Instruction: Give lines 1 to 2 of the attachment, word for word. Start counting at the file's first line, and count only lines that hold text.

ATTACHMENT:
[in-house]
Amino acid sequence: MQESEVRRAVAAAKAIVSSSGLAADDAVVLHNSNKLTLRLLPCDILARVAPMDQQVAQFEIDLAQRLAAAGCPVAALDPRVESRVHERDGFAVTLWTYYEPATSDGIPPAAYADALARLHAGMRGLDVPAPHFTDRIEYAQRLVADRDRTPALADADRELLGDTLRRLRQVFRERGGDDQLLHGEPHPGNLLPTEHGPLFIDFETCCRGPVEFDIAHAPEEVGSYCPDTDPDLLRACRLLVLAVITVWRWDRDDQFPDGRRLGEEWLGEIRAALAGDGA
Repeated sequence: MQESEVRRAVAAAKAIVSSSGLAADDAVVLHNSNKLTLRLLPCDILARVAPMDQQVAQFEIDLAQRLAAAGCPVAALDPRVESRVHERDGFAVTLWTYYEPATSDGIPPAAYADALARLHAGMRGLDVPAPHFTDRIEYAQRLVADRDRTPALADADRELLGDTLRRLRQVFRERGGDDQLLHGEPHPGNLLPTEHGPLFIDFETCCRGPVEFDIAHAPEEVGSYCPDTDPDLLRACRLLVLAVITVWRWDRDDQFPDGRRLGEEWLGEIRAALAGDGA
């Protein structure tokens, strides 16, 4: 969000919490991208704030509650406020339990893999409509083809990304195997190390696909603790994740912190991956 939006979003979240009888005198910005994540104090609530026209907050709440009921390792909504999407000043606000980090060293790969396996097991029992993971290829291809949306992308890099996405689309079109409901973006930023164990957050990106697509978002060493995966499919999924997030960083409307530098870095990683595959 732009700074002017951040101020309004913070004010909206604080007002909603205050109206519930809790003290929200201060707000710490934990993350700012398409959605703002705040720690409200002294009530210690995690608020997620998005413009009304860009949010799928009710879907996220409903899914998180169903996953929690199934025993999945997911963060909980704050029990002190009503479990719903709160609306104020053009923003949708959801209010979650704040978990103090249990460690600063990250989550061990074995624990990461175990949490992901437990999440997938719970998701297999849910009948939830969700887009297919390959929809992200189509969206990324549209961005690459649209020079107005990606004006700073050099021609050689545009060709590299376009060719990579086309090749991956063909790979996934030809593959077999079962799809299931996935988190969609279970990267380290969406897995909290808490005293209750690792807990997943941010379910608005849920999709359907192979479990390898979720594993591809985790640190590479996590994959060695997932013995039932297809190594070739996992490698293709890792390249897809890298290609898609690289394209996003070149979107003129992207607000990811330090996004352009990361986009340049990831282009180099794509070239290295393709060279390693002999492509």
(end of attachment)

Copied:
[in-house]
Amino acid sequence: MQESEVRRAVAAAKAIVSSSGLAADDAVVLHNSNKLTLRLLPCDILARVAPMDQQVAQFEIDLAQRLAAAGCPVAALDPRVESRVHERDGFAVTLWTYYEPATSDGIPPAAYADALARLHAGMRGLDVPAPHFTDRIEYAQRLVADRDRTPALADADRELLGDTLRRLRQVFRERGGDDQLLHGEPHPGNLLPTEHGPLFIDFETCCRGPVEFDIAHAPEEVGSYCPDTDPDLLRACRLLVLAVITVWRWDRDDQFPDGRRLGEEWLGEIRAALAGDGA